I can understand better now why there was a shift away from the behaviorism of Watson and Skinner to the cognitive perspective in the middle to late 20th century. The limitations of Skinnerian reinforcement/punishment to account for the spontaneous nature of language are a prime example. As I read about language this week I was awestruck at the complexity of language acquisition, assimilation, incorporation, and recitation. It’s a wonder any of us can even communicate with each other. It is also fascinating that language appears to have genetic and biologic precursors that predispose humans to the acquisition of language. Our mind is specifically designed, out vocal cords are specifically formed to bring about language (Willingham, 2007). The levels of language were also very interesting to me. I had never heard of phonemes before, but it is one of those things that seems pretty common-sense after reading about it—maybe the same way that visual ambiguity or working memory seemed the first time that I read about them. I was fascinated by the speech stream that most infants hear. I had never thought of that before. How are infants supposed to know when one word ends and one word begins? I even test myself. I used the recorder in Microsoft Vista and recorded my voice as I read aloud a sentence from chapter 13. Sure enough, there were no dead spots. There were no breaks in between the words. And after looking back at the sentence, sure enough, there were grammatical and syntactical cues that clued me in to the end of words and the beginning of new words. For instance, the last two words in the last sentence, “new words”. What are the chances that a word is going to have two “w” in it right in a row? Pretty low. So that is one grammatical clue that a word has ended and a new one is beginning. Fascinating.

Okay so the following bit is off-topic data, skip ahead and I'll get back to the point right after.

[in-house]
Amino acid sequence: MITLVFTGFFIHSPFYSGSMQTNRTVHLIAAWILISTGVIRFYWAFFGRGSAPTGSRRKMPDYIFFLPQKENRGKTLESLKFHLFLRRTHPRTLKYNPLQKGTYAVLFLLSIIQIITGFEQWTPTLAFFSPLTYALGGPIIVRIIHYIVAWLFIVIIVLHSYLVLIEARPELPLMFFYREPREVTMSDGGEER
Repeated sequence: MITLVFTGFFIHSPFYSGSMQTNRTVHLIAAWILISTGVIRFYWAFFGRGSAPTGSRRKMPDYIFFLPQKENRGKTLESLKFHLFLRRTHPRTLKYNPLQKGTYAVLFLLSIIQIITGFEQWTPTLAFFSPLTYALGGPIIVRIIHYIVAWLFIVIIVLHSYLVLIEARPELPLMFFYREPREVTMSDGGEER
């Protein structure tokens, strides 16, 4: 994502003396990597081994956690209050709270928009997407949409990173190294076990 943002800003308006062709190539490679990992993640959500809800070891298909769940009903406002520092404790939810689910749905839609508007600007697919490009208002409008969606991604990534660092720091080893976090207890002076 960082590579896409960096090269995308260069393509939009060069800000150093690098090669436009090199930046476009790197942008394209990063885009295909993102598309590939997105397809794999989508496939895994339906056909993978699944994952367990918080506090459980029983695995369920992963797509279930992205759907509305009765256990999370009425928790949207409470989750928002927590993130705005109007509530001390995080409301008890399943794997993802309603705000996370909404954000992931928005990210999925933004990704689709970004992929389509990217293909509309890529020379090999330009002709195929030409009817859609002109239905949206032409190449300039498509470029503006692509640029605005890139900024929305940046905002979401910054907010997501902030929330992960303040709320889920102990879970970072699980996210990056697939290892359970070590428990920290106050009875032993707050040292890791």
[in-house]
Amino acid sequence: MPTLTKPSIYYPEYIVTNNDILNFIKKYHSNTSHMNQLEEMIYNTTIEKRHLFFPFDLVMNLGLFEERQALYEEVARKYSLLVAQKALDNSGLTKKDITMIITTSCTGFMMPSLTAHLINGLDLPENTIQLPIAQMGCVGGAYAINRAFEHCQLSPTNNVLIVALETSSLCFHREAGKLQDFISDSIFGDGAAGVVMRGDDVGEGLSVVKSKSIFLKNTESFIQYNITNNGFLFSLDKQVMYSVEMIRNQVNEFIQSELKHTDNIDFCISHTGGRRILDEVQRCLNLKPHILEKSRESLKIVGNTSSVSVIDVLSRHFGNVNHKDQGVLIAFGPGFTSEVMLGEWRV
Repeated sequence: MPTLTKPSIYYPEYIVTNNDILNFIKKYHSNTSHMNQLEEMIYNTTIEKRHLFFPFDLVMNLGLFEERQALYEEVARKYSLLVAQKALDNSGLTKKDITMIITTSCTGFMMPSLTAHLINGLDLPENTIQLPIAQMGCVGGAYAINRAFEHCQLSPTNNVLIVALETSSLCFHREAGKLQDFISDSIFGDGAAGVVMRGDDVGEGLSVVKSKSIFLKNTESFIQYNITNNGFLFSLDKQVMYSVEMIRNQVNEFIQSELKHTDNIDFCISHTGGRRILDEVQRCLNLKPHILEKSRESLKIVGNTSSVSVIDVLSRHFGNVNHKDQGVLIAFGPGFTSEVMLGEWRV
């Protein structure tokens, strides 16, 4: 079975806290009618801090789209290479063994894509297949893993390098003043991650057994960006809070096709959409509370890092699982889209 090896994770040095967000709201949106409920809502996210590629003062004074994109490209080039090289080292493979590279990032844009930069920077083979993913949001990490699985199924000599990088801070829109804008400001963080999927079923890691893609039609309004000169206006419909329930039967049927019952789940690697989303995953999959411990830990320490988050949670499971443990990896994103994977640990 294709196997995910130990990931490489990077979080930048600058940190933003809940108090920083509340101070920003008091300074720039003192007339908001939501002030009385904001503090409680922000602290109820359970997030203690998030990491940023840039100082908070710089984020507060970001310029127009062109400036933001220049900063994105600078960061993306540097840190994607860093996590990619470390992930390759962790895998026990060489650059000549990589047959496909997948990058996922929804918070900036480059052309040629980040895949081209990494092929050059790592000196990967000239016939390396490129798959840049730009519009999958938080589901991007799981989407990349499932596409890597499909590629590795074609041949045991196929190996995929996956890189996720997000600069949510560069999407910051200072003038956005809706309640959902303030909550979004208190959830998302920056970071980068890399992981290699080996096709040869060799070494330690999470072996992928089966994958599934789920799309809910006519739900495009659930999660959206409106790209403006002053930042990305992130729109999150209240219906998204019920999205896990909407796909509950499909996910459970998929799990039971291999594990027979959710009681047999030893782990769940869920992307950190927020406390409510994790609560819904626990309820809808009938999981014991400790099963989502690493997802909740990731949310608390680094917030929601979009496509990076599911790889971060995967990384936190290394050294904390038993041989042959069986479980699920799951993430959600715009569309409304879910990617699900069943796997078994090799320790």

Willingham, D. T. (2007). Cognition: The thinking animal. New York, NY: Pearson Prentice Hall.